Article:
Nashville 911 call suggests some Covenant School staff might have been armed

Metro Nashville Police Department via AP

I’ll caution against reading too much into an unverified claim from a 911 caller frantically trying to report an active shooting incident, but according to one of the 911 calls that was made from the Covenant School on Monday morning, some staff members at the private school may have been armed when the shooting began.


As the New York Post reports, one teacher who called 911 as the shooting unfolded told dispatchers “We do have a school person — or two, I’m not sure — who would be packing, whose job it is for security,” adding, “We don’t have security guards, but we have a staff.”

The 911 call — one of about two dozen made during the terrifying 14-minute bloodbath — was the first suggestion that staff at the Christian school may have been armed.

It challenges pro-gun activists who claim allowing teachers to carry is an easy recipe to end such violence.

Well, not really. Again, at this point we don’t know whether or not there actually was an armed staff member who was present, much less if or how they responded to the active shooter. If it was a teacher, for instance, they may have made the choice to shelter in place with their class, ready to defend the kids if the classroom door was breached. Clearly there were some security measures that prevented the killer from targeting more victims, given that 14 minutes elapsed between the first 911 calls and the moment she was shot and killed by responding officers, but we don’t know if armed school staff were among them.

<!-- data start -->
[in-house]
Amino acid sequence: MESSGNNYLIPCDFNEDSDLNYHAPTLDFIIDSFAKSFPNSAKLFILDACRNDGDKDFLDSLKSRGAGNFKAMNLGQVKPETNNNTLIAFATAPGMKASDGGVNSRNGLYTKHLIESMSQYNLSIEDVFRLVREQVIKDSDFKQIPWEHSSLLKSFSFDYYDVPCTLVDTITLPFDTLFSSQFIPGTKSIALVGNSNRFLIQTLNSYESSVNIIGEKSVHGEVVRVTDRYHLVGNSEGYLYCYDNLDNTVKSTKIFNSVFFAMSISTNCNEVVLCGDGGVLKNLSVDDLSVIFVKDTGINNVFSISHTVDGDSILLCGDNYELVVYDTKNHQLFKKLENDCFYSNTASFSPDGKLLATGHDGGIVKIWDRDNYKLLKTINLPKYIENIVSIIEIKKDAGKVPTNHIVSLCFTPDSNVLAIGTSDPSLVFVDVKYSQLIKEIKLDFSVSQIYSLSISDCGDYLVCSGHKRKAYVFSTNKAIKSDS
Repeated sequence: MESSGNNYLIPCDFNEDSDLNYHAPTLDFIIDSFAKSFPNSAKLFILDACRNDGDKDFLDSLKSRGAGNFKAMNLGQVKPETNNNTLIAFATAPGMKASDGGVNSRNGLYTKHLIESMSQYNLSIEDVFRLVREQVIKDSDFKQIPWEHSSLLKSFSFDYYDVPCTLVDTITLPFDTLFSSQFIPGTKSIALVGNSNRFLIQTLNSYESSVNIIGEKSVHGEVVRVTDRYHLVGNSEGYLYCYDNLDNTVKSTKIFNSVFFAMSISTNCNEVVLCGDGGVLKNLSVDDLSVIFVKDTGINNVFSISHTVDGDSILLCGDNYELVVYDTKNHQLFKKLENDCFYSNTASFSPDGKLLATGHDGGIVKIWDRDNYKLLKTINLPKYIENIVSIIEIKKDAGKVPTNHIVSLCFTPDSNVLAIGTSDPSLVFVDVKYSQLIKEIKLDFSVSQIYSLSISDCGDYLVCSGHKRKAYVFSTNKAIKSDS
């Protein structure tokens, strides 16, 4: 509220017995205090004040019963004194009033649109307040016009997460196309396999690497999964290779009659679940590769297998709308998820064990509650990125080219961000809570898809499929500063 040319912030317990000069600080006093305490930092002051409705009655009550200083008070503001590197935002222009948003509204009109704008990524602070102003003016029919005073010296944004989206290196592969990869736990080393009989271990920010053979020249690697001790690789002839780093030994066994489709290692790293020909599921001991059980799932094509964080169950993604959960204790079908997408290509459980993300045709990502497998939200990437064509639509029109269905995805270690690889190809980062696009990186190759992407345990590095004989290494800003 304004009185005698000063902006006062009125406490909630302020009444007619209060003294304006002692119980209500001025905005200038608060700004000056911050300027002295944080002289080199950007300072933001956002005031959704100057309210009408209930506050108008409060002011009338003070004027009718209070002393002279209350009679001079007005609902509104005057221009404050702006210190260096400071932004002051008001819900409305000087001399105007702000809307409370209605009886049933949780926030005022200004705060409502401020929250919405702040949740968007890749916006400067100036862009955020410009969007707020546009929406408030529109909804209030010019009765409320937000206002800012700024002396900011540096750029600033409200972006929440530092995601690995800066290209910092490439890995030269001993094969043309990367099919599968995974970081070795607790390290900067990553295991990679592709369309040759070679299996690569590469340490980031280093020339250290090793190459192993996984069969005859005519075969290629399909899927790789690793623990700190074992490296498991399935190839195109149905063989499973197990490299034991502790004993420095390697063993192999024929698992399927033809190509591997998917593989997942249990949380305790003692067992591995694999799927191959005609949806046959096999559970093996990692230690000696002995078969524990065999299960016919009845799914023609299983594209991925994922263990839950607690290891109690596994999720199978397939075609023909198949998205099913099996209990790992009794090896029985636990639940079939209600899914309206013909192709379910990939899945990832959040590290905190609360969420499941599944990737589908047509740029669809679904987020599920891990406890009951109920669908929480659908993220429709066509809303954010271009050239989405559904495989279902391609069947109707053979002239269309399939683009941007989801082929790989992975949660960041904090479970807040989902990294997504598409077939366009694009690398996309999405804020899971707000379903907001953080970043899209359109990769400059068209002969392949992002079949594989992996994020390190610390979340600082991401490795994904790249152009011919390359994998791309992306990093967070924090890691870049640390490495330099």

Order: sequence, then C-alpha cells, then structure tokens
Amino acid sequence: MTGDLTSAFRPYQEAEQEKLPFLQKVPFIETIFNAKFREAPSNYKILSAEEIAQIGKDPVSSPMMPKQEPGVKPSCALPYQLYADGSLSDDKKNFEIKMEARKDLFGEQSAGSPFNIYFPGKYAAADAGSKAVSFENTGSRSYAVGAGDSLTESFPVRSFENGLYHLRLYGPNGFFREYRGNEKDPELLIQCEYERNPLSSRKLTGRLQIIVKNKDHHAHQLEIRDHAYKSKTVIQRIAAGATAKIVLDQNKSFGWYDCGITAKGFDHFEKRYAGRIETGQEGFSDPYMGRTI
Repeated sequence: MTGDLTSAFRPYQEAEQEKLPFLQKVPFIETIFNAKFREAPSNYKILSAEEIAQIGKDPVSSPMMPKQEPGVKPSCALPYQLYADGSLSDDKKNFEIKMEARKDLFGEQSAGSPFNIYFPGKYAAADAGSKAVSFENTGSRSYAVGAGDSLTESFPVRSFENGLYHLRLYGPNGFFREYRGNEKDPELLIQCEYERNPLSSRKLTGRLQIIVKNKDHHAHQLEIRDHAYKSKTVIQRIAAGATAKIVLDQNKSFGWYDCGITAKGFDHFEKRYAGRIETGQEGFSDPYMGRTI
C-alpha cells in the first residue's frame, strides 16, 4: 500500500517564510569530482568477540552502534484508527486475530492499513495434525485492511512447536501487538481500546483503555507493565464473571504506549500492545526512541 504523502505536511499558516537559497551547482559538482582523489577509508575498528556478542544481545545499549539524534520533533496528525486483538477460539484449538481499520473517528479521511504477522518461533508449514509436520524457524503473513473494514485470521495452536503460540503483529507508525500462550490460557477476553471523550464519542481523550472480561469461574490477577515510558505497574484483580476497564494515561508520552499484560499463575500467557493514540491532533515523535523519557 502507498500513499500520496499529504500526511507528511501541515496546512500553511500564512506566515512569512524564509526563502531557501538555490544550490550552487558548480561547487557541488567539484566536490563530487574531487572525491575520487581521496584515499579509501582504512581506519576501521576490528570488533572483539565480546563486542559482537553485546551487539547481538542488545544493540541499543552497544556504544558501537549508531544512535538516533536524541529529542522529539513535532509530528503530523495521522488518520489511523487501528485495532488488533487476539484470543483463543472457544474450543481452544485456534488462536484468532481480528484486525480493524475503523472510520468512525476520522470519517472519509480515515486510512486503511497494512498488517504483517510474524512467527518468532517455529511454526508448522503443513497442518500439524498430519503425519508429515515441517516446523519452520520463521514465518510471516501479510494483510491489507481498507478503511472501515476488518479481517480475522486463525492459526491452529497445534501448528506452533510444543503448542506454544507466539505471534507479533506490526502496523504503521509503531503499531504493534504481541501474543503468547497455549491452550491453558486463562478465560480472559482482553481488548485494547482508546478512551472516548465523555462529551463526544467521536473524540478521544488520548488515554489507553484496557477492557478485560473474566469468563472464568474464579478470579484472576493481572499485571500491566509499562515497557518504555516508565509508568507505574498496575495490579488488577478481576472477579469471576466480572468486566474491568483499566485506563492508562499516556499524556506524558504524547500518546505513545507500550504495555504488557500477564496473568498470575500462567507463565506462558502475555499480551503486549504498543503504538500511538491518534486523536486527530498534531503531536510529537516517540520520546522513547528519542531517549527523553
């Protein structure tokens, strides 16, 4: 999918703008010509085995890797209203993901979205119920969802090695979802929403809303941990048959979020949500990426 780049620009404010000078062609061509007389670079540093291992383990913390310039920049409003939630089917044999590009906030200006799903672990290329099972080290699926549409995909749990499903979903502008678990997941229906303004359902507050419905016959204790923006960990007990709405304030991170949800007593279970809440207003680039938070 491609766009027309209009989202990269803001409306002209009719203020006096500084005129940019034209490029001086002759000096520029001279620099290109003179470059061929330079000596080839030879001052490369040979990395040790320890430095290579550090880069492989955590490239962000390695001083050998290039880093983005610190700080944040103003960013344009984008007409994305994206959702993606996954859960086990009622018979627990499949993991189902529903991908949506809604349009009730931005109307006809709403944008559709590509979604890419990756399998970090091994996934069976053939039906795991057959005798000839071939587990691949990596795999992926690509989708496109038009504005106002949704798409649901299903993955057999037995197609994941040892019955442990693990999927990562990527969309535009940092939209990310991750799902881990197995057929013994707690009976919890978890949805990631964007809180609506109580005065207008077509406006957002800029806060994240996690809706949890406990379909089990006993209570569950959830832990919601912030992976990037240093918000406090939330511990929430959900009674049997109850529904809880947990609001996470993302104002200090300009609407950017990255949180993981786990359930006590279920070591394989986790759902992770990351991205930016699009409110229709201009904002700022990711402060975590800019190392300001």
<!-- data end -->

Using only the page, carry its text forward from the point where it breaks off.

The statement made in the 911 call doesn’t really change anything. Until the Nashville police or school officials detail the security procedures in place that day, including any armed staffers and how they responded, it’s far too early to do anything but hazard semi-informed guesses.


Armed or not, we do know that some of adults who died at the hands of the cowardly killer in Nashville ran towards the danger.

A school spokesperson would not comment on who might have been armed for security. A spokesperson for Metro Nashville Police said she was unable to confirm if any staff had been armed at the time.

Citing the ongoing investigation, the police rep also could not tell The Post if any of the three staff who were killed had attempted to shoot at heavily armed 28-year-old [name redacted by Bearing Arms].

Previous reports said at least one of the three slain adults, 60-year-old headmaster Katherine Koonce, was gunned down while rushing to confront [the killer].

“She did what principals and headmasters do: She protected her children,” Nashville City Councilman Russ Pulley, an ex-FBI agent, told Fox News.

Friends also believe school custodian Mike Hill, a 61-year-old dad of eight, likely sacrificed himself to try to protect the students.

“Mike deserves to be remembered for his selfless act protecting our children,” said a GoFundMe — which by Friday had raised more than $575,000, more than 23 times its $25,000 target.

The New York Post is pretty clearly opposed to the idea of armed school staff, snarking about Rep. Thomas Massie’s claim that no school shootings have taken place in schools where there’s an armed staffer present, but research has shown that the most effective and fastest way to stop an active shooter on a school campus is to have both a school resource officer who can engage the attacker and armed staff who can shelter in place with students in case the attacker enters their room. Of course there are always going to be human variables; officers who stand pat rather than immediate pursuing and engaging the attacker as we saw in Uvalde and Parkland. But if we want to end these attacks as quickly as possible that means getting an armed response to the attack as fast as we can, and having an armed presence already on campus is the best way to do that.




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